Chicks Netflix Christmas Pick • A Review of The Crown
Tis the season to get regal!
With the furore surrounding the news of Prince Harry and Megan Markle’s nuptials next year, just good to not be talking about Br…- nope! Or perhaps just the possibility of an extra bank holiday – whoop! And in honour of our very own London Chick, founder Karen Bryson, having been bestowed an MBE in services to drama this, oh yeah! December’s Netflix picks will be all things regal!
And so to Buckingham Palace……The Crown. Be warned, there may be puns – there will be puns.
Created by Peter Morgan (The Queen) based ‘The Crown’ on in his play ‘The Audience’, in which Helen Mirren starred, this carefully crafted show begins with Queen Elizabeth II, played exquisitely by Claire Foy (Wolf Hall) being newly crowned, following the death of her beloved father King George VI. Newly married to Prince Philip, played supremely by Matt Smith (Doctor Who) she has to navigate her new found powers…..which seem to equate to her not really having many at all but to perform her duty, and we see her learn what that means. We watch her face down Churchill, and see her have to break a promise to her sister, Princess Margaret, played by Vanessa Kirby (Everest) who gives a sovereign performance.
Series two steps the show up a gear. Queen Elizabeth II and Prince Philip are having, shall we say, difficulties in the marriage. Philip’s philandering ways have reached Her Royal Highness and she interrupts his promotional tour to confront him, honestly and openly, to see if they can’t come to some arrangement, for Philip to behave himself, as even she admits, they don’t have the freedom to divorce, “it’s not an option for us, ever.”
The story then takes us back five months earlier, when Philip was preparing for his tour. Elizabeth much more in her stride, she describes her gown and sash as “full battle dress” and Philip remarks “stuff used to wear you, now you wear it.” Foy plays this part to the letter, giving a superb performance. We really do empathise with all she has to withstand personally and publicly, a woman with the loudest voice in every room but who has to toe a historical line of duty, unafraid to challenge but ultimately silenced. The most powerful person in the country, we watch slowly her fade into herself, whilst pleasing those around her, with the exception of her husband and sister. And so to Margaret, this season sees her trying to find love, despairingly, with a stiff drink in one hand, and cigarette in the other. Kirby is sublime as the Princess, and has one rather exquisite scene where she has a breakdown, with Ella Fitzgerald’s, ‘Angel Eyes’ playing in the background, yes, this series, has some wonderfully beautiful music to accompany the stunning wardrobe. Even the Prime Minister (Harold MacMillian) played stunningly by Anton Lesser (Game of Thrones), is without scandal, he finds himself compromised by his wife, who is engaged in a not so secret affair. It must be said that Matt Smith also shines this season, ever more brightly than the last, and we gain much more of an insight to Philip’s background and childhood trauma, which start to play out in his relationship with Charles.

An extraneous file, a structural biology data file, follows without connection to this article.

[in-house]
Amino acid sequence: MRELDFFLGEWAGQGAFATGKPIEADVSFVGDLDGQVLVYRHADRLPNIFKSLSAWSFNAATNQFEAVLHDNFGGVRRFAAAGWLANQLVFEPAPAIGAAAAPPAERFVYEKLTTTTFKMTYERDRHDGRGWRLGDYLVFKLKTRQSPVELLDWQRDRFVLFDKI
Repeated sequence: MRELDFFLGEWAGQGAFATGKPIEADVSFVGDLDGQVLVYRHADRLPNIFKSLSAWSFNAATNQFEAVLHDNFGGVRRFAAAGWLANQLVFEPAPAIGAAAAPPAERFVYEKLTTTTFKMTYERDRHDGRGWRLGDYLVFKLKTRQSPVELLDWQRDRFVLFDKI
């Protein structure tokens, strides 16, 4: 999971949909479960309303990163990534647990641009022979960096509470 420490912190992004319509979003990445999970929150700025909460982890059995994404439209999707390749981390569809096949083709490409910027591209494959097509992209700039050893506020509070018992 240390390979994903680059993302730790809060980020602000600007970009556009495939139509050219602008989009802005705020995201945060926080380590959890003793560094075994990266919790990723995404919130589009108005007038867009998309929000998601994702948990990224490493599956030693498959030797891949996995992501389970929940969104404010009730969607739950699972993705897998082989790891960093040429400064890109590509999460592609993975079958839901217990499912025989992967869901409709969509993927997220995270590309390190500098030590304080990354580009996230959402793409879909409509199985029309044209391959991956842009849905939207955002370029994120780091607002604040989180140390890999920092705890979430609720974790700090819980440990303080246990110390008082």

From the Suez crisis to the Profumo Affair, the Queen has to ride every crisis on UK soil, overseas and in her home. This series reflects change, status is challenged, with the mood of the nation beginning to turn its back on hierarchy, and with the Queen at the helm, she may well be forced to make some changes.
There are some stand out performances from Chloe Pirrie (War & Peace) as the long suffering wife Eileen Parker and Matthew Goode (The Imitation Game) as wild card photographer, Tony Armstrong-Jones and would be suitor to Margaret, the pair causing quite a royal stir.
It really does feel as though every cast member comes into their own during this series, the script is razor sharp, with some brutally honest quips on ones own character and the dialogue is beautifully textured throughout. This show deserves all the praise, complex and layered, it allows us the viewers to view our heads of state, with all their power and responsibilities, as people, with hopes and dreams.
Take a look at the trailer